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More than anything, Happy! is a great second act for Chris Meloni

Chris Meloni in Happy! (Photo: Peter Kramer/Syfy)
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Even if you haven’t read Grant Morrison and Darick Robertson’s comic book, there’s a lot about Syfy’s Happy! adaptation that will feel familiar. The gritty underworld, an indifferent or oblivious populace, and the one man keeping the darkness at bay can all be found individually or in various combos on everything from procedurals to Marvel’s The Punisher (not to mention a wide swath of films). But the most immediately recognizable element of this demented little drama is Chris Meloni as a conflicted (former) cop. The Law & Order: Special Victims Unit alum has taken up residence in the violent, hyperkinetic playground of Morrison and Crank director Brian Taylor’s making, which also, intentionally or not, serves as a continuation of his most famous role to date.

As Elliot Stabler, Meloni played good cop/worse cop on Dick Wolf’s Law & Order spin-off for 12 seasons. That dedicated detective was aggressive from the start, but several episodes centered on just how tenuous Stabler’s hold on his anger was after a decade spent dealing with sexual predators. The character even admitted to fantasizing about going full vigilante, which became an increasingly pressing concern for his superiors and partner (Mariska Hargitay). He walked away before crossing the line (and after contract negotiations between Meloni and NBC fell through), leaving a void that the series has never been able to completely fill in the intervening six seasons.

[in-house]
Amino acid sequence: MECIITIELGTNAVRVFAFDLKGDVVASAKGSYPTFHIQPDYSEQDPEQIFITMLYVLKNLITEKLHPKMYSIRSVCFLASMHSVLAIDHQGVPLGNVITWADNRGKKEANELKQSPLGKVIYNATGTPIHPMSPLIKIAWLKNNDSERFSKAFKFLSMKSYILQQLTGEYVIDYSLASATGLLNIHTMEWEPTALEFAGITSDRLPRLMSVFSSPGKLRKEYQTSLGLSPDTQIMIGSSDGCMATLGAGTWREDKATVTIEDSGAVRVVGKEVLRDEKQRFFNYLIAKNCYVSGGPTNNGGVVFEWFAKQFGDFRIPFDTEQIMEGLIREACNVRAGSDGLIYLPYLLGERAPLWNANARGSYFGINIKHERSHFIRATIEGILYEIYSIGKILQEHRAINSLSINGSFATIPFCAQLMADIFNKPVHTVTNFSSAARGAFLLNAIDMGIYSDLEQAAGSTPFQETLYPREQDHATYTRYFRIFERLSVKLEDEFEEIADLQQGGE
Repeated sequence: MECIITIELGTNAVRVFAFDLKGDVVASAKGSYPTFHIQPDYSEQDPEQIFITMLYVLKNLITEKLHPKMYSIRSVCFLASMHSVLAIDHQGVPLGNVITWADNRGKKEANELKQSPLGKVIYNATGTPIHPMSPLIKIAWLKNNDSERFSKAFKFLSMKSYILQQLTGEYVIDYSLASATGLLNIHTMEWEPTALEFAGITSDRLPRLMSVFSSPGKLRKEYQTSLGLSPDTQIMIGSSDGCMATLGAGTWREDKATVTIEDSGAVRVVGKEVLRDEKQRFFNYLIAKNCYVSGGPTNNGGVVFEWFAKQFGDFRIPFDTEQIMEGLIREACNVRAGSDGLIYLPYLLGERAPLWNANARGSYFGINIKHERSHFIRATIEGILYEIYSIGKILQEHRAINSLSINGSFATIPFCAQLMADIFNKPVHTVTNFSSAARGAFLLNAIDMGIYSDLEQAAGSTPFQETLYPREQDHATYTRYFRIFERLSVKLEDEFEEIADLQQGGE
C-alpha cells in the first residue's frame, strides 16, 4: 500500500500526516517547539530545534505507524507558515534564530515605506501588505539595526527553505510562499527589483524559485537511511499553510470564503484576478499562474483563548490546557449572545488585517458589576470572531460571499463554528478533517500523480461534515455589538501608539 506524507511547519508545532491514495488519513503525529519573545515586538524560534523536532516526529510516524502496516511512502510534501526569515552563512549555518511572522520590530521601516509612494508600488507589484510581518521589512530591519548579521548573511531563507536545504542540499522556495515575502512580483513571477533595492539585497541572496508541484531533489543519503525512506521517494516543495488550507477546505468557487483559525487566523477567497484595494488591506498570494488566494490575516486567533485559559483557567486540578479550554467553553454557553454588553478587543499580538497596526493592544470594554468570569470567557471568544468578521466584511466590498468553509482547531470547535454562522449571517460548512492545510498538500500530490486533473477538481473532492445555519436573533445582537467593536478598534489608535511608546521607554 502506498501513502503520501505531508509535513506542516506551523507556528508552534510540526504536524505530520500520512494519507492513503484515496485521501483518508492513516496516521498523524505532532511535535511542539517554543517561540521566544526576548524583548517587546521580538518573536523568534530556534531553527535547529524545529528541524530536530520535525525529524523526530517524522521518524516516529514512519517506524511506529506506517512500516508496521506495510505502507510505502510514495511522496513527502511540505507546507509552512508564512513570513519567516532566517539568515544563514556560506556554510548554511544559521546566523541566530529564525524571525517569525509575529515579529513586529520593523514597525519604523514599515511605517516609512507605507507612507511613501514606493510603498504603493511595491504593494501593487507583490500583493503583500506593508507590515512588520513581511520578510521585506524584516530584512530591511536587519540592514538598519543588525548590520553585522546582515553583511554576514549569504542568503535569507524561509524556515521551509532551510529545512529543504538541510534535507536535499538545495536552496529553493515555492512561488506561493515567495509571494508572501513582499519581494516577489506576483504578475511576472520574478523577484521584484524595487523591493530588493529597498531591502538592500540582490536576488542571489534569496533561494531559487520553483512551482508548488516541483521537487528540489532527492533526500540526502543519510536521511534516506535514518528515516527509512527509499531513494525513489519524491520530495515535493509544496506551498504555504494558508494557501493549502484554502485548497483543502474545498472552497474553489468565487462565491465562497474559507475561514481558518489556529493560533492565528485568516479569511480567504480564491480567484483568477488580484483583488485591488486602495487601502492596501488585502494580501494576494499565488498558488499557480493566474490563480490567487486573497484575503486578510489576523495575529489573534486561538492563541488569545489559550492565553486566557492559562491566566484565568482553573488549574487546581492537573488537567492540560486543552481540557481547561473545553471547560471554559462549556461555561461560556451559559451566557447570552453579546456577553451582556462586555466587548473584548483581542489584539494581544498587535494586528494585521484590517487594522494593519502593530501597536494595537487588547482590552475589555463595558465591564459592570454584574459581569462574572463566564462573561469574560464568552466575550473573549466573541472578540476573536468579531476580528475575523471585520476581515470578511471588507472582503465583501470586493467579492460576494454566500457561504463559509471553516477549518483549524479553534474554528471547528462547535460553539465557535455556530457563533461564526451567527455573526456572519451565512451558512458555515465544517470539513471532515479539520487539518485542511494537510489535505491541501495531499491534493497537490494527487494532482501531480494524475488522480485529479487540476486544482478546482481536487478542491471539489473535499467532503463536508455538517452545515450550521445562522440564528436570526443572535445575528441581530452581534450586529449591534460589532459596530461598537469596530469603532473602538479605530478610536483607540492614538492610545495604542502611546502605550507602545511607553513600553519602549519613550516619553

In its first two episodes, Happy! promises to unleash Stabler’s dark side once and for all. And though that arc doesn’t come from the source material, it’s easily the most compelling thing about the show, Patton Oswalt’s charming voiceover aside. Morrison and Robertson’s four-issue series still provides the framework: Nick Sax (Meloni) has gone from hero cop to hired gun for reasons not yet fully known. He’s a drunk so used to being unceremoniously dumped at death’s doorstep that he wonders if he isn’t “un-killable.” The indiscriminate hitman is too miserable to make a real go of his life post-divorce and police career, but there’s also something preventing him from offing himself, a level of consideration he gives few others.

Nick’s yanked out of his booze- and pill-filled purgatory following two significant developments. The first is, he may have been made privy to something that, according to a nameless henchman, is like “the Ark Of The Covenant for hoods.” No one really knows what that means, but everyone from foot soldiers to capos are trying to get their hands on it—and Nick. But he’s also roused from his wallowing by a little winged unicorn named Happy (Oswalt, who may as well just voice the nation’s conscience at this point.) Oddly, the animated creature isn’t just a result of Nick subsisting on a steady diet of well whiskey and painkillers. He’s the imaginary friend of an adorable little girl named Hailey (Bryce Lorenzo), who’s in very real danger.